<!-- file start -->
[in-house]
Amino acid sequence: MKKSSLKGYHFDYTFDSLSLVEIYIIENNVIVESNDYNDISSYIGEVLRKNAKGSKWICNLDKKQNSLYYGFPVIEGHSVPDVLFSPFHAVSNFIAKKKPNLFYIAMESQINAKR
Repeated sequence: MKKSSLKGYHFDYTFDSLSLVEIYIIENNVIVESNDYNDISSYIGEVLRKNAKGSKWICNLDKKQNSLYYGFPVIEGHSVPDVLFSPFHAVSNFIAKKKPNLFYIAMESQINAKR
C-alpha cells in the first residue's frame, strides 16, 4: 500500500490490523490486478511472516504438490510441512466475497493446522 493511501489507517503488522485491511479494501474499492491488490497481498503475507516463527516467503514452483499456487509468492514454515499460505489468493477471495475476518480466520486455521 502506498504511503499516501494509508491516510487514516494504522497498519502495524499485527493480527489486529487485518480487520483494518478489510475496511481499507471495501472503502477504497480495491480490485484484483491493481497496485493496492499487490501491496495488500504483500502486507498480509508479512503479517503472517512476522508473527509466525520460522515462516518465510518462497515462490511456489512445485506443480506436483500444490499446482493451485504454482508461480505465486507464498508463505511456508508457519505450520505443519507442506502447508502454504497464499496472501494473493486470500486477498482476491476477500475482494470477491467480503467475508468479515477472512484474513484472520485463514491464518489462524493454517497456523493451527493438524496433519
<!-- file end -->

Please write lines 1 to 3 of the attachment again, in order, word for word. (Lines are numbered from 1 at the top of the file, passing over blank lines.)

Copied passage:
[in-house]
Amino acid sequence: MKKSSLKGYHFDYTFDSLSLVEIYIIENNVIVESNDYNDISSYIGEVLRKNAKGSKWICNLDKKQNSLYYGFPVIEGHSVPDVLFSPFHAVSNFIAKKKPNLFYIAMESQINAKR
Repeated sequence: MKKSSLKGYHFDYTFDSLSLVEIYIIENNVIVESNDYNDISSYIGEVLRKNAKGSKWICNLDKKQNSLYYGFPVIEGHSVPDVLFSPFHAVSNFIAKKKPNLFYIAMESQINAKR